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What are the stipulations of legal coin altering?

I recently acquired a coin that has been painted. Is this legal?

Since whomever did this didn’t ‘fraudulently’ alter, deface, or mutilate the coin, painting the coin is legal. Had the person tried to alter the denomination this act would have been illegal.

 

Someone recently told me it’s not illegal to try to separate the silver from American coins. Is this true?

People have been scrapping U.S. coins for their intrinsic value since the time the spot price of silver rose above the face value of these coins. According to Federal statute 18 USC 331, “whoever fraudulently alters, defaces, mutilates, impairs, diminishes, falsifies, scales, or lightens any of the coins coined at the mints of the United States … shall be fined under this title or imprisoned not more than five years, or both.” Since scrapping silver composition coins is not a fraudulent act it is not illegal.

 

How do you clean U.S. copper cents?

I don’t recommend cleaning any coin, however if you want to clean copper composition one cent coins mix a tablespoon or 15 grams of salt in a half cup or four ounces of vinegar, orange juice, or with a lemon. This weak acid mix will dissolve copper oxide.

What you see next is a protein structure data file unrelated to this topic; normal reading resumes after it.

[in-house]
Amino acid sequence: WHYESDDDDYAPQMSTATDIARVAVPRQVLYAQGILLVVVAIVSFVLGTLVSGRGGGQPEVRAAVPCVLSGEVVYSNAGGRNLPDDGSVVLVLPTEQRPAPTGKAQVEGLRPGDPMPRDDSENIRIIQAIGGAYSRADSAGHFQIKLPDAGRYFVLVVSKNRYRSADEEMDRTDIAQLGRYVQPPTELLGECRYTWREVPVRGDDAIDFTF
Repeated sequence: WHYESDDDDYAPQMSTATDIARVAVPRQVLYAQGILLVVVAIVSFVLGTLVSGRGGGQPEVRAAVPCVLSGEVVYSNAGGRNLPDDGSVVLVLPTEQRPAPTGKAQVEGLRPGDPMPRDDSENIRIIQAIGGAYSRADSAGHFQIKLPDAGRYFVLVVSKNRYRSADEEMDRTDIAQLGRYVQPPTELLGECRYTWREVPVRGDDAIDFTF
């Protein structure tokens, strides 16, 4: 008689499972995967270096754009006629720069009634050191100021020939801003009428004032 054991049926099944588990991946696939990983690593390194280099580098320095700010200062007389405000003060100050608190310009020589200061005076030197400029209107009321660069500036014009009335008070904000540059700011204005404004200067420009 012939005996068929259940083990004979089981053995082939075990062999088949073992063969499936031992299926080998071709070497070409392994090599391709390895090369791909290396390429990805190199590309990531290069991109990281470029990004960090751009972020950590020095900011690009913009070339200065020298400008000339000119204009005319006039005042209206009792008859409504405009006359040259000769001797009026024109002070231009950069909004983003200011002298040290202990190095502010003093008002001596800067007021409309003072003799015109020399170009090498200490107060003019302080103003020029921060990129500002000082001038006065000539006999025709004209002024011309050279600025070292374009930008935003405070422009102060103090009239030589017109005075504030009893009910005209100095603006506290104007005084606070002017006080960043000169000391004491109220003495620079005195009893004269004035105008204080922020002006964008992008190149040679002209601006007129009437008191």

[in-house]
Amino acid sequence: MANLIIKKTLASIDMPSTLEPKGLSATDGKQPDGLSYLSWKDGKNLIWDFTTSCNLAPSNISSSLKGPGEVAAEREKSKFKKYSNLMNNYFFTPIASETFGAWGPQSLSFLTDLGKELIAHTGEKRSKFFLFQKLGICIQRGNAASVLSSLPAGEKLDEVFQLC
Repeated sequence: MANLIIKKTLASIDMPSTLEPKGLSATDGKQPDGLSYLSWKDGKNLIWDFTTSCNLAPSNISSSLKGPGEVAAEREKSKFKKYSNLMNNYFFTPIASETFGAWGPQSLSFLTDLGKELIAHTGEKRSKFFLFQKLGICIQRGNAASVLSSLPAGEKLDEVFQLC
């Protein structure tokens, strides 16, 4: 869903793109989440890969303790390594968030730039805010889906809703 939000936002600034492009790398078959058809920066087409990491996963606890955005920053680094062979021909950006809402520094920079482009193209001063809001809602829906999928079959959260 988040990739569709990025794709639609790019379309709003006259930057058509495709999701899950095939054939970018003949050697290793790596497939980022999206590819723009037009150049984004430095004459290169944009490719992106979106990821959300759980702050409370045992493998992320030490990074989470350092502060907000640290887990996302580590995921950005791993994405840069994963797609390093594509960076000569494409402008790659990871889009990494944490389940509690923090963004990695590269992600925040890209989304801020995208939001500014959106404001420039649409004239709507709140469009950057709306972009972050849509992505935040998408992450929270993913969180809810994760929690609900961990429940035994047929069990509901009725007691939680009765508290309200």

When a professional grading service grades a coin that has been cleaned, is the highest grading they can give it an About Uncirculated grade?

There is no ceiling to the grade that can be assigned a coin by a certification service. Most services, however, will identify a certified coin as having a problem such as having been cleaned while assigning a grade when such a detriment has been identified. The assigned grade might be impacted depending on the grading service being used and the extent of the impact of the cleaning.

 

How many coin planchets can a blanking machine strike per minute?

There are a number of companies that make these machines. The number of strokes per minute also varies depending on the denomination to be produced. For those reasons there isn’t one specific number, however, it appears 800 blanks per minute is a reasonable figure to use.

 

Are there any standard reference books (catalogs, history books, grading/pricing guides, etc.) covering gaming tokens like those issued by storied arcade gaming facilities like Time Out?

There are numerous catalogs in which amusement tokens are listed, many of them listing tokens by the state in which they were used. I am unaware of any catalog for Time Out Family Amusement Centers, although some of these tokens might be listed in these more general catalogs.

 

This article was originally printed in Numismatic News. >> Subscribe today.

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